The Tahiti Traveler

The Coprah industry in Polynesia

An invaluable natural resource

The coprah industry (coconut oil) in French Polynesia is an important activity mainly in Tuamotu archipelago. It is the main agricultural resource of the islands and contributes to a large part of the local economy.

Traditional coprah has been used since the 19th century in Polynesia, being of superior quality due to the warmer and drier climate. In these isolated islands, it remains sometimes the only source of income aside from pearl farming and fishing.

Today, coconut plantations still occupy two thirds of the arable agricultural land in the islands, corresponding to 12,000 hectares. Coconut trees meant for copra production were started in the nineteenth century to the detriment of an island’s native biodiversity. The coconut provides food, drink, serves as containers, fiber roofing of leaves, fuel and fertilizer. Coconut and its physical derivatives (shall, fiber) are quite resistant to the elements and is easily transportable. It is also easy to plant.  It is therefore understandable why they represent a vital source of life for the Polynesians.

Coconut oil or coprah oil is made ​​from the dried kernel of the coconut, called coprah. The pulp of the coconut is extracted and dried in the sun to reduce its moisture content. It’s then placed in bags to be transported to the mill of Tahiti. A ton of copra requires 4 000 to 5000 coconuts. The crude oil is then extracted from copra using mechanized pressure.

The “Huilerie de Tahiti” (copra processing plant and unique trading entity) was built in 1968. With a production of more than 7000 tons of oil per year, it produces a vegetable oil from copra which 95% are for export, mainly to the European Union (Belgium, Luxembourg and France Metropolitan). However, it faces competition that has developed over several years with the productions of South-East Asia countries.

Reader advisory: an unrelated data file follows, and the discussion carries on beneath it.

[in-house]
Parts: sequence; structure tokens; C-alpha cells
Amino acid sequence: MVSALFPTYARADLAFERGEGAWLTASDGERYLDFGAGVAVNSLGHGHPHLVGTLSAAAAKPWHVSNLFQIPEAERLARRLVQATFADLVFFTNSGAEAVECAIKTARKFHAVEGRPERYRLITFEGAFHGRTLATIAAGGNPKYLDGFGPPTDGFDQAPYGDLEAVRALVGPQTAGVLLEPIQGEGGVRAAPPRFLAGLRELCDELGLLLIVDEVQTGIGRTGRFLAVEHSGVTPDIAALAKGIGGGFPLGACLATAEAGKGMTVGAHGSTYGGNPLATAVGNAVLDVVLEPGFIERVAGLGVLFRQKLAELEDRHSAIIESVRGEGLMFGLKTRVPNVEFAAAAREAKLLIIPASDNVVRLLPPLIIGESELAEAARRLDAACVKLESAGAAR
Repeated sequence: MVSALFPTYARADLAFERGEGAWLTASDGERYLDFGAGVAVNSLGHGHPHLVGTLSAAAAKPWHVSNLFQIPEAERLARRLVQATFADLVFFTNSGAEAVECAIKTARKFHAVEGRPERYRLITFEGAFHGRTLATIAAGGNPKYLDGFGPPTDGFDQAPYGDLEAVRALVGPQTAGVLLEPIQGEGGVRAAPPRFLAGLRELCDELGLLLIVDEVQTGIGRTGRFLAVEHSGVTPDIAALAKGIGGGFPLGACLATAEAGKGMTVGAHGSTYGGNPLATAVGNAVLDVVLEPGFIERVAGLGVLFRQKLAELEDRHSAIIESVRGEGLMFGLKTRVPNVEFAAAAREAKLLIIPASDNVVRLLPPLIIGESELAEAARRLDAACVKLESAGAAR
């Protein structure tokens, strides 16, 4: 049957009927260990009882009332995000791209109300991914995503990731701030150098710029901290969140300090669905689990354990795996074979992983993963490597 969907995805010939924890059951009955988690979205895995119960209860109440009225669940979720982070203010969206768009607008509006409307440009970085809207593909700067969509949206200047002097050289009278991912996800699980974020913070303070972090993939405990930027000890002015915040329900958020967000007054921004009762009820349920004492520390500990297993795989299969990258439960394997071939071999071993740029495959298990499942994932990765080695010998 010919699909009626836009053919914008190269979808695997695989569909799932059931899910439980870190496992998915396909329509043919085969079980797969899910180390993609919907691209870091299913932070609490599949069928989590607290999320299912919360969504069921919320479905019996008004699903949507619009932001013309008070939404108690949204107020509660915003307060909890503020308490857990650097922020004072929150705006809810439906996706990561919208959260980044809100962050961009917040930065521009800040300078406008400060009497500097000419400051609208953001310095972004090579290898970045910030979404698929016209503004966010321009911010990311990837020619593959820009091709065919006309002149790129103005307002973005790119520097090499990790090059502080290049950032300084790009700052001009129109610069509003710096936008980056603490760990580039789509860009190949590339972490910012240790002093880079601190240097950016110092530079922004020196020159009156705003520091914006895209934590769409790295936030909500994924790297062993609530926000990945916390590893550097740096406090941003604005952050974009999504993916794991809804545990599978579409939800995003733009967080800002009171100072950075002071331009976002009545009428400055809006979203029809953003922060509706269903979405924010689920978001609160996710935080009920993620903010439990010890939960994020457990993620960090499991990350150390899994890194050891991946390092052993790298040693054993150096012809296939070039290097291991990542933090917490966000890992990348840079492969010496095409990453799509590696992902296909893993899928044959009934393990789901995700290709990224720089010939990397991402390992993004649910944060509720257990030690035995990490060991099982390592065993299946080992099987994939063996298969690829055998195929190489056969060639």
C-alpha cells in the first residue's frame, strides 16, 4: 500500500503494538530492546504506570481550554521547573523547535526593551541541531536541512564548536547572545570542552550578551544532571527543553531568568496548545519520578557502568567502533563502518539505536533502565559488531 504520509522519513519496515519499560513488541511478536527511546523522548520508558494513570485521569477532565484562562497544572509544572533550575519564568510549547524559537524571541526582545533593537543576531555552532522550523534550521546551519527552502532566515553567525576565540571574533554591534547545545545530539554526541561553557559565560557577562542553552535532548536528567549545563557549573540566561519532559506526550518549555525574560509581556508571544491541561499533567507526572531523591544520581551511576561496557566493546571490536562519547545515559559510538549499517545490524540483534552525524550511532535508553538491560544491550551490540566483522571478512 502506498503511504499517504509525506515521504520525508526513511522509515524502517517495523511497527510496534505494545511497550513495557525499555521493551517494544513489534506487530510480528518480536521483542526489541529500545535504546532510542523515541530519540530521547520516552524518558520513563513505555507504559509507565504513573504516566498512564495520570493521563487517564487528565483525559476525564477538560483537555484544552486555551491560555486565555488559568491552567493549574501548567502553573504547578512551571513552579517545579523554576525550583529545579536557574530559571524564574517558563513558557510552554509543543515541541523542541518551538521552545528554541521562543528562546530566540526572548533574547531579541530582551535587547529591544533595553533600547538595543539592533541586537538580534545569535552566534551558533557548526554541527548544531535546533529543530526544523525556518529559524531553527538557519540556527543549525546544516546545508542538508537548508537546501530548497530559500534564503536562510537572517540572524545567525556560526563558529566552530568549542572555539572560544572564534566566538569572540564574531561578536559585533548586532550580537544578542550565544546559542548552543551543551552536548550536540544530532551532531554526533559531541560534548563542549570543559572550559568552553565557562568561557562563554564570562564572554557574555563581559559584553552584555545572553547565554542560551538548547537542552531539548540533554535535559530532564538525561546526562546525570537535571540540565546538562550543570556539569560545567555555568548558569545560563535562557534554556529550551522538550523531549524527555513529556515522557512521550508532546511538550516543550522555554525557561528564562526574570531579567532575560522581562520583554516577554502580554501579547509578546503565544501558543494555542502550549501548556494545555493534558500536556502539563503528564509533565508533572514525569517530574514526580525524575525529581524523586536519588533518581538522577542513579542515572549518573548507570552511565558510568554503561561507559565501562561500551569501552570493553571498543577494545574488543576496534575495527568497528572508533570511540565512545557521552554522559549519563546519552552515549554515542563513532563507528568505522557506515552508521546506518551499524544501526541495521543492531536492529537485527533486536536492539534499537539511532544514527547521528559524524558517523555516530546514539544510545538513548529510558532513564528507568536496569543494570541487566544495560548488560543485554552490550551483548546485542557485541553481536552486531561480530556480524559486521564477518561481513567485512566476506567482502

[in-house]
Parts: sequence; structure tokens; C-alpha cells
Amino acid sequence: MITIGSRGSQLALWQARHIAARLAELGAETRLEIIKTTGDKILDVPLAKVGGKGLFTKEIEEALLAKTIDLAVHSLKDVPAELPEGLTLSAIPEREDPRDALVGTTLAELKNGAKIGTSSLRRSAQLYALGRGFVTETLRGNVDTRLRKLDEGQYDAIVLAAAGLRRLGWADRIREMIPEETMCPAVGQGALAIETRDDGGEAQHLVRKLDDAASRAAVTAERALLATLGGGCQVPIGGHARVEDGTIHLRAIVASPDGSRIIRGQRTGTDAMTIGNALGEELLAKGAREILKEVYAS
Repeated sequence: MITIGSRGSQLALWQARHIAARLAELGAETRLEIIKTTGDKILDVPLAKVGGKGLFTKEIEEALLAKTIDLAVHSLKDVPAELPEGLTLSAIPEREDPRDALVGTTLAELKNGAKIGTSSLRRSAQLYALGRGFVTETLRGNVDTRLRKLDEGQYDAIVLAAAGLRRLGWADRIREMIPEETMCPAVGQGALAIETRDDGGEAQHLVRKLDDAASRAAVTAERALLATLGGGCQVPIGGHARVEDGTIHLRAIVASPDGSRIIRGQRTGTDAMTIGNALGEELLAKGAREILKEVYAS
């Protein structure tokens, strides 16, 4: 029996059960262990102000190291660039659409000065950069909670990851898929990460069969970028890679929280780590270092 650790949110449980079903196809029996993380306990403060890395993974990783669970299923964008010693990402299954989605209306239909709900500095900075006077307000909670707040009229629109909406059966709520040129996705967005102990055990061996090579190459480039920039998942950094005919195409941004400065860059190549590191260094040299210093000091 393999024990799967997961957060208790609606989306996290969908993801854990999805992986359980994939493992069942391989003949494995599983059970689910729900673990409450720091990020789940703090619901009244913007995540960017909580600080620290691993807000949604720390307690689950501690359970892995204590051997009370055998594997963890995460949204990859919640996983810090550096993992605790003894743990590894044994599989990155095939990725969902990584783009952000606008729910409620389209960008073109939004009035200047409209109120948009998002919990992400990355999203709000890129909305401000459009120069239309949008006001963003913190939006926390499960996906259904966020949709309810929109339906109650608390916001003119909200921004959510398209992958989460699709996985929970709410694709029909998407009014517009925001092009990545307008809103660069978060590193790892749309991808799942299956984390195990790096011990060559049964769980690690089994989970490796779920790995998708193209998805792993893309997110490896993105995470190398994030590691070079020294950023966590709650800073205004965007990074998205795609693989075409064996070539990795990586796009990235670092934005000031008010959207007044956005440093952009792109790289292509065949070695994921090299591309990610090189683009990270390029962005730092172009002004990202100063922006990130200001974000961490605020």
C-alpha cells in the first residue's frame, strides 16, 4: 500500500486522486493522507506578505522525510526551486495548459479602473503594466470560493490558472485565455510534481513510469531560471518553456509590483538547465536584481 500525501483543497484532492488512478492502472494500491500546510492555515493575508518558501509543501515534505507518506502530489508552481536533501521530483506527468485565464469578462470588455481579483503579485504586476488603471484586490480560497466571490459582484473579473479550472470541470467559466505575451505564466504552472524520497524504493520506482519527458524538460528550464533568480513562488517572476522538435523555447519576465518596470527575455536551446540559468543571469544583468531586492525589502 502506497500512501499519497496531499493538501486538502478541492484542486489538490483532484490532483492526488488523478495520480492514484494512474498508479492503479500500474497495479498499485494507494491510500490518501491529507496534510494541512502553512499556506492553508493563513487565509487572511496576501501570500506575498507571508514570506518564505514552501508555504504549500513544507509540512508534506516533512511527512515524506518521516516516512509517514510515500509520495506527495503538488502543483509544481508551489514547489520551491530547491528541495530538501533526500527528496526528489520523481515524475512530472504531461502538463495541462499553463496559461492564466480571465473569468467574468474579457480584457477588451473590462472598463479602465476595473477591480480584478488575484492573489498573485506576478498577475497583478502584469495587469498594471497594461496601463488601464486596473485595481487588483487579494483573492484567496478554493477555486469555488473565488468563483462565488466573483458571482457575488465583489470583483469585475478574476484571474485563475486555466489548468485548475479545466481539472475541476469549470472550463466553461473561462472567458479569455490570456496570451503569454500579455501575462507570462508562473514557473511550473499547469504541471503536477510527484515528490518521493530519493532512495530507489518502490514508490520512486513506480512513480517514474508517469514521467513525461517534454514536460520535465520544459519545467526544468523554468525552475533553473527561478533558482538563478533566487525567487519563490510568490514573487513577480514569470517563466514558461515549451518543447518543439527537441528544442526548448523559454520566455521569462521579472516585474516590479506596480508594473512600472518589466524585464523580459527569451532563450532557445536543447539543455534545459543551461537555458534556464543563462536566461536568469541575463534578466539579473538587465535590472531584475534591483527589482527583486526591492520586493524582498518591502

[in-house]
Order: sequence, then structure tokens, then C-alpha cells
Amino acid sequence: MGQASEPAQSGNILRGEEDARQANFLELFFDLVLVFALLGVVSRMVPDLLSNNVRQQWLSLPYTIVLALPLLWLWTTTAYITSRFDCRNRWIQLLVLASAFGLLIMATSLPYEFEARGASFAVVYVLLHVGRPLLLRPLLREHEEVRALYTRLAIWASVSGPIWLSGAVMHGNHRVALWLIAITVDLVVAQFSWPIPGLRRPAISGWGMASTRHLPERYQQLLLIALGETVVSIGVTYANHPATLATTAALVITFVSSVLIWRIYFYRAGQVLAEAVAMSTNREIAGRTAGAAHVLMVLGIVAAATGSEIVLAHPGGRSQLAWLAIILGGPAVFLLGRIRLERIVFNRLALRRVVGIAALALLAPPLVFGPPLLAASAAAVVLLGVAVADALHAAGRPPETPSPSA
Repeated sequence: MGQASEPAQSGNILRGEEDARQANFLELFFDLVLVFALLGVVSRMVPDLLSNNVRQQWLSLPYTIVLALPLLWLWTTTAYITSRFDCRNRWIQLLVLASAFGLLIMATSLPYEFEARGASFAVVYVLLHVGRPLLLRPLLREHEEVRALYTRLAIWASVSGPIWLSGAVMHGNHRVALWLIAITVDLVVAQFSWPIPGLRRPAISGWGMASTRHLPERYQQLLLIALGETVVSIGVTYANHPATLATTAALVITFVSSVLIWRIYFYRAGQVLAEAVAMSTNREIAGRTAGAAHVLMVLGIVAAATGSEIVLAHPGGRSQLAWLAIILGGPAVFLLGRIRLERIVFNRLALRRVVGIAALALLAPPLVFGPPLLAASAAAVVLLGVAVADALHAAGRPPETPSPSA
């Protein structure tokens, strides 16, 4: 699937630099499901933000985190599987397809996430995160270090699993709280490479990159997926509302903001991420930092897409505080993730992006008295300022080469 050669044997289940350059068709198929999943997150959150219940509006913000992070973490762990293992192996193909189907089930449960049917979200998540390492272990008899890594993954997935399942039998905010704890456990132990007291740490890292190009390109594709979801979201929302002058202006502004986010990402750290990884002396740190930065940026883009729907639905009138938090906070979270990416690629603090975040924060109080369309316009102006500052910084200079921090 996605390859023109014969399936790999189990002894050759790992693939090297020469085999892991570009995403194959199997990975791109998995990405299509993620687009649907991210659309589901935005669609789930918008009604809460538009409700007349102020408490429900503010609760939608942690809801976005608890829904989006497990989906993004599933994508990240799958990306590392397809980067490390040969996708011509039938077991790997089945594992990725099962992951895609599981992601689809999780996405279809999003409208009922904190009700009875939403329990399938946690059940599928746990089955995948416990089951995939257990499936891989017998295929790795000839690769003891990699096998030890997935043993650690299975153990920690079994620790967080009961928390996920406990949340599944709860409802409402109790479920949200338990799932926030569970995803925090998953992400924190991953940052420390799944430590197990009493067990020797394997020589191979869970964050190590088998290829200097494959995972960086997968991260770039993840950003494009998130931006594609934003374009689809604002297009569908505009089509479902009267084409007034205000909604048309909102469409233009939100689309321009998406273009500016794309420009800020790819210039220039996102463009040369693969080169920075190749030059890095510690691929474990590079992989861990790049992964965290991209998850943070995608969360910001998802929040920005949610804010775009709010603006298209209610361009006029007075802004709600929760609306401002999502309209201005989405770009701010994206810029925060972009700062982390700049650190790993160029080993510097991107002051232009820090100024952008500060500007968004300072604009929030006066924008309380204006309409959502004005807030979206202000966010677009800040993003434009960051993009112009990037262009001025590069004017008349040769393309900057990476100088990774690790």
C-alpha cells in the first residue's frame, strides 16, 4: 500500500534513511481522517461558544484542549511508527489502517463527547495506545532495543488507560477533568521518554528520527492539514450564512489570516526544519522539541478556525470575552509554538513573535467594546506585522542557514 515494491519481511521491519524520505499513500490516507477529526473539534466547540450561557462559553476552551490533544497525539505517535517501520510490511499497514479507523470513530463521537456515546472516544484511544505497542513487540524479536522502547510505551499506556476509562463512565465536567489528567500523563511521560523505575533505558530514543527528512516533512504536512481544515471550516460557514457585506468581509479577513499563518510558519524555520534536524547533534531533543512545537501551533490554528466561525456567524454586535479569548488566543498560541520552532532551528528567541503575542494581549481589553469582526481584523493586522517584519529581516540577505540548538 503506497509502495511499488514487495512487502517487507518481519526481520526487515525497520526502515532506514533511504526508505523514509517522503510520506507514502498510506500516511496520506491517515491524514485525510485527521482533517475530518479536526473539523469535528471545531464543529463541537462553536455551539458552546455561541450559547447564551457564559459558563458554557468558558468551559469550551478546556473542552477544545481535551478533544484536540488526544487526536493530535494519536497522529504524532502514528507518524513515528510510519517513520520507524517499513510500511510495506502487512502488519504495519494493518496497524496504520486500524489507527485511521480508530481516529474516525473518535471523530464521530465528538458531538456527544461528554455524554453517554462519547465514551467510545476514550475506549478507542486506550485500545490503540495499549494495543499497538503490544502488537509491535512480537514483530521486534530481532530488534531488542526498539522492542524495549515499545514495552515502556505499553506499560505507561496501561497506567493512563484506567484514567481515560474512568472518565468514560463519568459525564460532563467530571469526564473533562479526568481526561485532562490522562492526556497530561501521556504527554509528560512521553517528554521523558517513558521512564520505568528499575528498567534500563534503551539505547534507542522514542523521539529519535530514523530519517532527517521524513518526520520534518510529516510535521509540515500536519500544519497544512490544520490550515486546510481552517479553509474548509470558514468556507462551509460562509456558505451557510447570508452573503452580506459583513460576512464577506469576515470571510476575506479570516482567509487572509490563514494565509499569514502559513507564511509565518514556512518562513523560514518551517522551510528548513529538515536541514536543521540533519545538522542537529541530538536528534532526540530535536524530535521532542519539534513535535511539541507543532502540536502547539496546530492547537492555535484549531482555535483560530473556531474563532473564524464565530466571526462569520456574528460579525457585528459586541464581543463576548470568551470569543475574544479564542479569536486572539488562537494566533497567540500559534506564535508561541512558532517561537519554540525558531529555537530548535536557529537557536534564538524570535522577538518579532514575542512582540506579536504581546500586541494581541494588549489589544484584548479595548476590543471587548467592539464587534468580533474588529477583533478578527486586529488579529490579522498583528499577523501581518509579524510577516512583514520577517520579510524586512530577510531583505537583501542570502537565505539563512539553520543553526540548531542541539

The mill buys the entire production to transform it in crude oil or meal for animal feed (livestock and poultry) for the local market or refined oil associated with tiare flower for making “Monoi de Tahiti”.

“Monoi de Tahiti”, received the label of origin in 1992, as an exceptional product for skin care and hair. It is commonly used by Polynesians but also in Europe as tanning oil. More recently, a new trend for beauty products using Monoi appear in France with body creams and balms for hair. These products are used all year round representing a promising new market for the copra industry.

Derived from coprah, coconut oil is also widely used in the food industry for the manufacture of margarine and vegetable fats such as coconut butter. It also has excellent foaming properties and is widely used in the soap industry.

With the development of many products derived from coconut, it will be inevitable to see emerging markets. More interesting would be the prospect of using coconut oil as a source of energy to replace diesel. This promises a bright future for the copra industry and French Polynesia.